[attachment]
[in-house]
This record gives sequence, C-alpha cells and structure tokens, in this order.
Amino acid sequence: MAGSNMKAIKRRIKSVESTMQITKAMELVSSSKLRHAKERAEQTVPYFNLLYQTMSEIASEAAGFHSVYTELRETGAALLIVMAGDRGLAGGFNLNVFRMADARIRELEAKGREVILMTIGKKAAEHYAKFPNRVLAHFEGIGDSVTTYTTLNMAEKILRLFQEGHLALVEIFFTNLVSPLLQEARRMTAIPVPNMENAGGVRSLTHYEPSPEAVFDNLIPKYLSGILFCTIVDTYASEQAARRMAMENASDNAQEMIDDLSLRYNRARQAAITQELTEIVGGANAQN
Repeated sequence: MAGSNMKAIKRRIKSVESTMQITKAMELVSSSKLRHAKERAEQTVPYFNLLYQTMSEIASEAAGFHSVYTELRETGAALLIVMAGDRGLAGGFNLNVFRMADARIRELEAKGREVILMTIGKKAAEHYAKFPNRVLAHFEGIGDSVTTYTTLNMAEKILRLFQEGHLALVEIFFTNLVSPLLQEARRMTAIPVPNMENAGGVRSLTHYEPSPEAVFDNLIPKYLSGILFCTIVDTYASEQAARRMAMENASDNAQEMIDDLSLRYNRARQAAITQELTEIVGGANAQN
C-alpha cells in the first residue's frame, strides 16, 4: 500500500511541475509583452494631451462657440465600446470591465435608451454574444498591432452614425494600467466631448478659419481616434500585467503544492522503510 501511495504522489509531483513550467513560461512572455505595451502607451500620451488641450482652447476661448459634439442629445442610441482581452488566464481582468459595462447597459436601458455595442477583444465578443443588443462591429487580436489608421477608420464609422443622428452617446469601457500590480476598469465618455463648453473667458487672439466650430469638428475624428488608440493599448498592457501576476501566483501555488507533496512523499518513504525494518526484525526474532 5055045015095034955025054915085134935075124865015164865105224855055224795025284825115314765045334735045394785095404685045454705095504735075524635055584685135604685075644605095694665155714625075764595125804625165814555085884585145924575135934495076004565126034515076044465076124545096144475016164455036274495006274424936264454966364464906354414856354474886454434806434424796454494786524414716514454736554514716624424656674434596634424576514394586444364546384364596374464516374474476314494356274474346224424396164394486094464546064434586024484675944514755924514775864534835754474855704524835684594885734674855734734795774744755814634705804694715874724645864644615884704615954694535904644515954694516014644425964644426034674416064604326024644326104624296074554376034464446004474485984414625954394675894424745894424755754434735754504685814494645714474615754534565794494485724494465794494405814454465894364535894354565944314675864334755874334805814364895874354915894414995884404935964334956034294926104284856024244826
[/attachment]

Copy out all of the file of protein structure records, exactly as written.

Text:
[in-house]
This record gives sequence, C-alpha cells and structure tokens, in this order.
Amino acid sequence: MAGSNMKAIKRRIKSVESTMQITKAMELVSSSKLRHAKERAEQTVPYFNLLYQTMSEIASEAAGFHSVYTELRETGAALLIVMAGDRGLAGGFNLNVFRMADARIRELEAKGREVILMTIGKKAAEHYAKFPNRVLAHFEGIGDSVTTYTTLNMAEKILRLFQEGHLALVEIFFTNLVSPLLQEARRMTAIPVPNMENAGGVRSLTHYEPSPEAVFDNLIPKYLSGILFCTIVDTYASEQAARRMAMENASDNAQEMIDDLSLRYNRARQAAITQELTEIVGGANAQN
Repeated sequence: MAGSNMKAIKRRIKSVESTMQITKAMELVSSSKLRHAKERAEQTVPYFNLLYQTMSEIASEAAGFHSVYTELRETGAALLIVMAGDRGLAGGFNLNVFRMADARIRELEAKGREVILMTIGKKAAEHYAKFPNRVLAHFEGIGDSVTTYTTLNMAEKILRLFQEGHLALVEIFFTNLVSPLLQEARRMTAIPVPNMENAGGVRSLTHYEPSPEAVFDNLIPKYLSGILFCTIVDTYASEQAARRMAMENASDNAQEMIDDLSLRYNRARQAAITQELTEIVGGANAQN
C-alpha cells in the first residue's frame, strides 16, 4: 500500500511541475509583452494631451462657440465600446470591465435608451454574444498591432452614425494600467466631448478659419481616434500585467503544492522503510 501511495504522489509531483513550467513560461512572455505595451502607451500620451488641450482652447476661448459634439442629445442610441482581452488566464481582468459595462447597459436601458455595442477583444465578443443588443462591429487580436489608421477608420464609422443622428452617446469601457500590480476598469465618455463648453473667458487672439466650430469638428475624428488608440493599448498592457501576476501566483501555488507533496512523499518513504525494518526484525526474532 5055045015095034955025054915085134935075124865015164865105224855055224795025284825115314765045334735045394785095404685045454705095504735075524635055584685135604685075644605095694665155714625075764595125804625165814555085884585145924575135934495076004565126034515076044465076124545096144475016164455036274495006274424936264454966364464906354414856354474886454434806434424796454494786524414716514454736554514716624424656674434596634424576514394586444364546384364596374464516374474476314494356274474346224424396164394486094464546064434586024484675944514755924514775864534835754474855704524835684594885734674855734734795774744755814634705804694715874724645864644615884704615954694535904644515954694516014644425964644426034674416064604326024644326104624296074554376034464446004474485984414625954394675894424745894424755754434735754504685814494645714474615754534565794494485724494465794494405814454465894364535894354565944314675864334755874334805814364895874354915894414995884404935964334956034294926104284856024244826